These proteins are challenging to produce due to their glycosylation profiles and complex native conformations. These molecules are part hydrophobic (membrane-bound) and part hydrophilic (soluble), rendering them unstable under typical laboratory conditions.

We can employ one of two approaches to overcome this constraint:

  • Producing only the soluble part of the protein in linear form (peptide) or conserving part of its secondary structure (protein)
  • Producing the integral membrane-bound protein by DNA immunization

The latter is a great solution when working with complex membrane-bound antigens. These proteins are hard to produce even when using high-productivity recombinant expression systems. Moreover, they are hard to purify and cannot be efficiently used as antigens due to their unstable nature.

In these cases, the genetic immunization approach remains cheaper since it combines the ease of gene synthesis processes with the flexibility of building self-adjuvant vectors (i.e. by including bacterially methylated DNA or toxin-encoding genes) that forgo the need to use chemical adjuvants.

However, genetic immunization is not a one-size-fits-all solution. For instance, when developing therapeutic antibodies for bacterial diseases or when targeting soluble antigens, DNA immunization may not always be the best approach.

In these cases, choosing protein-based or peptide-based immunization strategies is advisable. These targets tend to be more stable than membrane-bound proteins and easier to produce and purify. Moreover, using protein or peptide antigens guarantees greater control over the region or epitopes that will be recognized by the hybridoma-generated antibody.

Adapting hybridoma-generated antibodies
for therapeutic applications

Hybridomas offer unique advantages for therapeutic antibody development. Nevertheless, since most hybridomas are generated in mice or other rodents, the resulting molecules (murine antibodies) can prompt the development of the human anti-murine antibody (HAMA) response.

This response can be described as an allergic reaction to the xenogeneic antibodies and it can lead to their quick elimination from the human organism reducing their clinical efficiency. Several efficient strategies have been developed to overcome this constraint, the most important of which is the antibody humanization strategy.

Humanizing an antibody implies selecting antigen-binding domains from a murine antibody and grafting these domains into a fully human framework. This technique has been so successful that most therapeutic antibodies currently licensed for clinical use (almost 50%) are humanized IgG1 or IgG4 molecules obtained through the mice hybridoma technology.

This trend has been consistently observed year after year, reaffirming the hybridoma technology as an efficient and relevant approach for therapeutic antibody production.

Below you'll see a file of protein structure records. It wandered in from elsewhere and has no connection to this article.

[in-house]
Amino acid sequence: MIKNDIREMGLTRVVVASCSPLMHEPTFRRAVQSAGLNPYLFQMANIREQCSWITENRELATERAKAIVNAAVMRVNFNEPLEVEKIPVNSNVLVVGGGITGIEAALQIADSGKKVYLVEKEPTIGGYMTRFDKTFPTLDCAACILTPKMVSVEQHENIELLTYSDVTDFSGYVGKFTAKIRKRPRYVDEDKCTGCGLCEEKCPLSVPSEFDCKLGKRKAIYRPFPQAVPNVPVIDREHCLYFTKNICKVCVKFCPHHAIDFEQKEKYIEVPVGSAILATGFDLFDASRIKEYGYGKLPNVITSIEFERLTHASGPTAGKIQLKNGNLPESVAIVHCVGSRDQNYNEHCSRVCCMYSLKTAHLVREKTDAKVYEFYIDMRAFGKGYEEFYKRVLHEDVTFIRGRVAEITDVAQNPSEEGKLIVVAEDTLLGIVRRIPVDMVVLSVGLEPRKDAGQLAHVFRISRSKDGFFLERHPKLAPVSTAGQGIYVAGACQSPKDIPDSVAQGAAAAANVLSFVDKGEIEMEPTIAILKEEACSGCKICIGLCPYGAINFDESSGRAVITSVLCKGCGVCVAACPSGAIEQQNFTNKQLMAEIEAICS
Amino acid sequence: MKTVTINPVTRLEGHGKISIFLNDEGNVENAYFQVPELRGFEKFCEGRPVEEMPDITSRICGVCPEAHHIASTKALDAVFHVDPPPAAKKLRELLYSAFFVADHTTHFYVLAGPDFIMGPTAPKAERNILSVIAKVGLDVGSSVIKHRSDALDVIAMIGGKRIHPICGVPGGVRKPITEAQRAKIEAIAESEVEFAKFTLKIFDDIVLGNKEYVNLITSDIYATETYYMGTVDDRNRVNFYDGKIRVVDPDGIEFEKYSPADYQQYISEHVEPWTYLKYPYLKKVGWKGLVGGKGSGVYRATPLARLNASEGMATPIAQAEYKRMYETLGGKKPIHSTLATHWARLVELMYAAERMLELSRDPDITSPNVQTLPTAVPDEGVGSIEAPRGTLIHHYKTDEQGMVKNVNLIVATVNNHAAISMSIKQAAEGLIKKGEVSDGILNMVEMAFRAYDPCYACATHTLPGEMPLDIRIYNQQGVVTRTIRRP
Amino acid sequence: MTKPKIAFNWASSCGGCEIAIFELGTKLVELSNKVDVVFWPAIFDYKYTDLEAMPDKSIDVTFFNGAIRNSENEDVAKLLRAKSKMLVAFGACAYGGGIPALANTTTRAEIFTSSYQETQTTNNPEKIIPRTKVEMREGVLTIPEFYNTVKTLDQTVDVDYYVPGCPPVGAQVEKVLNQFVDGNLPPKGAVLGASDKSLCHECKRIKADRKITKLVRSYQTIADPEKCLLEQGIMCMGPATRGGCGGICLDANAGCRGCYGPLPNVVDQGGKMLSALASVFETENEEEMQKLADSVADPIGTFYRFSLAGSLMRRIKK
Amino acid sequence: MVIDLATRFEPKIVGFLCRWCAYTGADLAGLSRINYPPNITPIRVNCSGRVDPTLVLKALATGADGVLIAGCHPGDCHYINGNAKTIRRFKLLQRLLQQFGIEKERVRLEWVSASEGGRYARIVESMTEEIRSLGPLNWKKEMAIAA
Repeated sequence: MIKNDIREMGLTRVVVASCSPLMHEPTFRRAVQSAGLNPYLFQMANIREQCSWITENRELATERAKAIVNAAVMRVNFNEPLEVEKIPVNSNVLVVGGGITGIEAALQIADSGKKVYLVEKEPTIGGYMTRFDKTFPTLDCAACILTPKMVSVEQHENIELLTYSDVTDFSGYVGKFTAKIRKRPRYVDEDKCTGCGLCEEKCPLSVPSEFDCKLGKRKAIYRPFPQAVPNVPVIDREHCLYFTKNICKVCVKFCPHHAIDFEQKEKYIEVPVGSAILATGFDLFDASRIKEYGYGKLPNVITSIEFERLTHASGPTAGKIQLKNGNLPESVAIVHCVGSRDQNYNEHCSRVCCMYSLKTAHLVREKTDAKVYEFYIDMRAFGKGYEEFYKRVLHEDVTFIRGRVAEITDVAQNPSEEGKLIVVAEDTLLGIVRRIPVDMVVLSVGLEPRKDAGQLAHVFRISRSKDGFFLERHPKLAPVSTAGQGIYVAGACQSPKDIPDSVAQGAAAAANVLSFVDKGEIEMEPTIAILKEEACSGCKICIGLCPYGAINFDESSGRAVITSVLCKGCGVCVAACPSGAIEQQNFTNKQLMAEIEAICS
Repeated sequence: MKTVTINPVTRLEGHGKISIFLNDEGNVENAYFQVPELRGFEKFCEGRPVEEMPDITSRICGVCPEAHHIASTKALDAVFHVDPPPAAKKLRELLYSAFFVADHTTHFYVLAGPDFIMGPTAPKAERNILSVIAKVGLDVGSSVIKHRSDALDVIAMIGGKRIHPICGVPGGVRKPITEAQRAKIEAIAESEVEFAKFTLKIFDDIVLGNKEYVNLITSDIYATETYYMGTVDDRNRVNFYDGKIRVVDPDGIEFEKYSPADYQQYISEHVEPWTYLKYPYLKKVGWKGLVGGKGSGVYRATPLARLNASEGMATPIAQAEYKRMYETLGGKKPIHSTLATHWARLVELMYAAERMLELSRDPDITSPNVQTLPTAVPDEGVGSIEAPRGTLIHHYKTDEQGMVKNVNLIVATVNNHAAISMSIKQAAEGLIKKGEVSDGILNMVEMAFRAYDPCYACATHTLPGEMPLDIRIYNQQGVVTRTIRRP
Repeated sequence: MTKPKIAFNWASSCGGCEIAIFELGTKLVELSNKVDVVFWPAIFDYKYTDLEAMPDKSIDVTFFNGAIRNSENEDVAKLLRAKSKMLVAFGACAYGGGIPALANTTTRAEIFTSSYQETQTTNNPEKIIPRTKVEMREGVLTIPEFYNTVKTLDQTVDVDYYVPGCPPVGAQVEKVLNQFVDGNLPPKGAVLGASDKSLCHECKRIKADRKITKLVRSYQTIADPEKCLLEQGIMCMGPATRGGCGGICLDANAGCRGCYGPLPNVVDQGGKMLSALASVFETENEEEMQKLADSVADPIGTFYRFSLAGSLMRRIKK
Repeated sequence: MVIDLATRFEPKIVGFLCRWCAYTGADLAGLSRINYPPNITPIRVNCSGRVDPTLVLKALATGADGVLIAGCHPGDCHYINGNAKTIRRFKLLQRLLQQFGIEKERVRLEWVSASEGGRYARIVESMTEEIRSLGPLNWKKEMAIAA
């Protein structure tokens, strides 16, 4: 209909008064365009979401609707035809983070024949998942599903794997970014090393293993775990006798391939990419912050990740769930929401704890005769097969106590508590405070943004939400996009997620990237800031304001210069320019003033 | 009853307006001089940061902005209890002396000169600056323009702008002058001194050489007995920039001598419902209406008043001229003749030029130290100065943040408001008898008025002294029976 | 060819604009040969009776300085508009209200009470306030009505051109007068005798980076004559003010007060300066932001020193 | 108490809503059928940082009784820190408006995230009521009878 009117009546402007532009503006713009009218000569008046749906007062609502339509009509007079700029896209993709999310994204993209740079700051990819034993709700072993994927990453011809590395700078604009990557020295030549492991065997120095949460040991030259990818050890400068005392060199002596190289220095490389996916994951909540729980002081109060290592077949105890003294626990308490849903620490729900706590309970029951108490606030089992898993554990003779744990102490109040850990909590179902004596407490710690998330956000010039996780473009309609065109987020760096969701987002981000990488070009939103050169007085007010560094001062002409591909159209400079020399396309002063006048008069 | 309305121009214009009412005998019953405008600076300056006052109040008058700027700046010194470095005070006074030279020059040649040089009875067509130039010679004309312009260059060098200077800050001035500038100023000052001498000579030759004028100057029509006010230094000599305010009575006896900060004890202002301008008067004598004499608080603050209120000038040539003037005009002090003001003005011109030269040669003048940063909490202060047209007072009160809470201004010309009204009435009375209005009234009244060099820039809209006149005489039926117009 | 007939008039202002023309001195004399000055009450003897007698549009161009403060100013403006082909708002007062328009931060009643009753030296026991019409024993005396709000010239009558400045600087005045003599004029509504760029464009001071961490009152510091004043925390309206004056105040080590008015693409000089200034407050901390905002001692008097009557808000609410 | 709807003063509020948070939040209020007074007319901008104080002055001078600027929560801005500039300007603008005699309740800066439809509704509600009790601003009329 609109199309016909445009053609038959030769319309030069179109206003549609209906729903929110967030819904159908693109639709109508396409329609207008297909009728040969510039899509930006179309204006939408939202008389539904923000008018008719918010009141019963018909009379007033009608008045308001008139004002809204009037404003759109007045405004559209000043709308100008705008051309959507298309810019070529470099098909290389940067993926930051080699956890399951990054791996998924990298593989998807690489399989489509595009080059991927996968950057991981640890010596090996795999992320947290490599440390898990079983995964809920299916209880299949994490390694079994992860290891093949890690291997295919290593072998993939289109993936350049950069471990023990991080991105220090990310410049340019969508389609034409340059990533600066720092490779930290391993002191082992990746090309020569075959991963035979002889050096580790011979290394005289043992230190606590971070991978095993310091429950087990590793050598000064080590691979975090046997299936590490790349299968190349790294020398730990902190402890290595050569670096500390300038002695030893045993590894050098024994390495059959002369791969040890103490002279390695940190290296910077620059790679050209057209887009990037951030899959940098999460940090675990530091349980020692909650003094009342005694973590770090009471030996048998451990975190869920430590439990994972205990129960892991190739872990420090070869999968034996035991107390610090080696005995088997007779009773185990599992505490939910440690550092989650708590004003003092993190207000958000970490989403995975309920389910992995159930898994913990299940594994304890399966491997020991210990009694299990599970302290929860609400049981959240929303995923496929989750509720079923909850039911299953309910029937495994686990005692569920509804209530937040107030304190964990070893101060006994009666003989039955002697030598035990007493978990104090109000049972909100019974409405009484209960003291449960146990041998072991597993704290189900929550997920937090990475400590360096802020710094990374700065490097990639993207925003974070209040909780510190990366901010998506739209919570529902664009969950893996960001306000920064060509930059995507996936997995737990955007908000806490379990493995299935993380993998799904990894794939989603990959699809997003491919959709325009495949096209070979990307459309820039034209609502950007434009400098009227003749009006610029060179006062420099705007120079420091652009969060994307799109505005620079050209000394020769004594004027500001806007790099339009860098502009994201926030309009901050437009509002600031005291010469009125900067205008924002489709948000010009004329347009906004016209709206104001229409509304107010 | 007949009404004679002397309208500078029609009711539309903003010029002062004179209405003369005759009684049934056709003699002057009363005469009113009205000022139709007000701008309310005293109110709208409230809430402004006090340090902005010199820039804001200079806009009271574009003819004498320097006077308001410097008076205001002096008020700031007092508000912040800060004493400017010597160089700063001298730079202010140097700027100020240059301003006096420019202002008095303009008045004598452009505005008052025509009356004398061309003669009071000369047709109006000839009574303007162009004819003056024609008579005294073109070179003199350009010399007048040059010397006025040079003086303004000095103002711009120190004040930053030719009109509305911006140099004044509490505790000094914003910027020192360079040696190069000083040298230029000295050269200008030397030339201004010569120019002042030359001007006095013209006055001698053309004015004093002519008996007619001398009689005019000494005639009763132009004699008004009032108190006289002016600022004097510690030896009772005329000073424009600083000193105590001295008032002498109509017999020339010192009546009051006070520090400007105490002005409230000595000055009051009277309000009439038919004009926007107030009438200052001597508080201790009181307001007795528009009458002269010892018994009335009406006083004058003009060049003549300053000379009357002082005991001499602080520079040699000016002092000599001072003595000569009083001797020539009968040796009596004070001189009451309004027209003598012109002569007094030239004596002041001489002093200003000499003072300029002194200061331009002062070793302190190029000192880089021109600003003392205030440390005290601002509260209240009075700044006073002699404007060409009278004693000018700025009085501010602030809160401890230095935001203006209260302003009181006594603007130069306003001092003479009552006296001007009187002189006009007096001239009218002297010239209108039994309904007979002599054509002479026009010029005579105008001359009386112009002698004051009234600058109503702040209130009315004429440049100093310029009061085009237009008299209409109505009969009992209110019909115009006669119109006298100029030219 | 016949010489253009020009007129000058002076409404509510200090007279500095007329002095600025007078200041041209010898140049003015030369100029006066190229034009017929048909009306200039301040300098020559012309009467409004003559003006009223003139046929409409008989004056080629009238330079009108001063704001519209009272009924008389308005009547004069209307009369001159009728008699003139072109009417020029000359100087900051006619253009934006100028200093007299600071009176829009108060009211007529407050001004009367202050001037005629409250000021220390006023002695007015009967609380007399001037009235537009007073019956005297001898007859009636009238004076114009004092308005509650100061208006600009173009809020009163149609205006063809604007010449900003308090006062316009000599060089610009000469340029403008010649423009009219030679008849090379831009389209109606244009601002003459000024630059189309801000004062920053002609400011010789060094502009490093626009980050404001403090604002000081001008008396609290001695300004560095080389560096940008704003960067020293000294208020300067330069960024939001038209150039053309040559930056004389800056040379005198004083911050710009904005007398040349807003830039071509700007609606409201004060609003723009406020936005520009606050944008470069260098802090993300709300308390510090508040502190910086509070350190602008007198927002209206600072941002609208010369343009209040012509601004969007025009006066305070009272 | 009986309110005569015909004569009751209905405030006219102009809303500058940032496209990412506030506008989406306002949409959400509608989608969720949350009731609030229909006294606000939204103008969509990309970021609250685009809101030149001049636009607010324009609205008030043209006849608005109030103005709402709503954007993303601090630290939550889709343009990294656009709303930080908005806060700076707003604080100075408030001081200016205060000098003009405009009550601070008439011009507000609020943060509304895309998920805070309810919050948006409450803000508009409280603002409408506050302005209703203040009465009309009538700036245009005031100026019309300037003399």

Clinical development of therapeutic antibodies with the hybridoma technology

The preclinical and clinical evaluation of an antibody drug is a vital step in the development process. Even if hybridoma-generated antibody drugs display the best stability and affinity in vitro, it remains vital to validate their therapeutic efficiency in preclinical models.

With this purpose in mind, the development of anti-idiotypic antibodies arose as a robust way to measure clinical efficiency. These antibodies are generally used in a Fab format and can be classified according to their function:

  • Antigen blocking: antibodies that bind to the paratope (epitope-binding region) of a specific antibody drug and are used for measuring the amount of free drug (not bound to the target)
  • Non-blocking: antibodies that bind the antibody drug outside the paratope region allowing total drug quantification (bound and not bound to the target)
  • Complex specific: antibodies that bind the antibody-antigen complex allowing the quantification of antibodies that have efficiently bound the target antigen

These antibodies are vital for establishing the pharmacokinetics (PK), pharmacodynamics (PD), and immunogenicity of therapeutic antibodies. For this reason, they are also considered vital tools for optimal therapeutic antibody development.

The unique advantages of using the hybridoma
technology for therapeutic antibody development

Antibody production in hybridomas is one of the most successful approaches for the discovery of therapeutic antibodies. These hybridoma-derived
drugs have inherently higher stabilities, better developability profiles, and improved affinity in comparison to their in vitro generated counterparts.

Part of what makes these antibodies so successful is the cost-effective process of in vivo affinity maturation. This process ensures that the selection of the best binders from a naïve repertoire and optimization of their affinity through extensive recombination is performed in a naturally effective way, forgoing the need for costly in vitro affinity maturation processes.

These antibodies have been successfully used for the treatment of cancer, autoimmune diseases, rare diseases, and infectious diseases, among others. Moreover, they can serve as support tools for measuring the clinical efficiency of therapeutic antibodies (anti-idiotypic antibodies).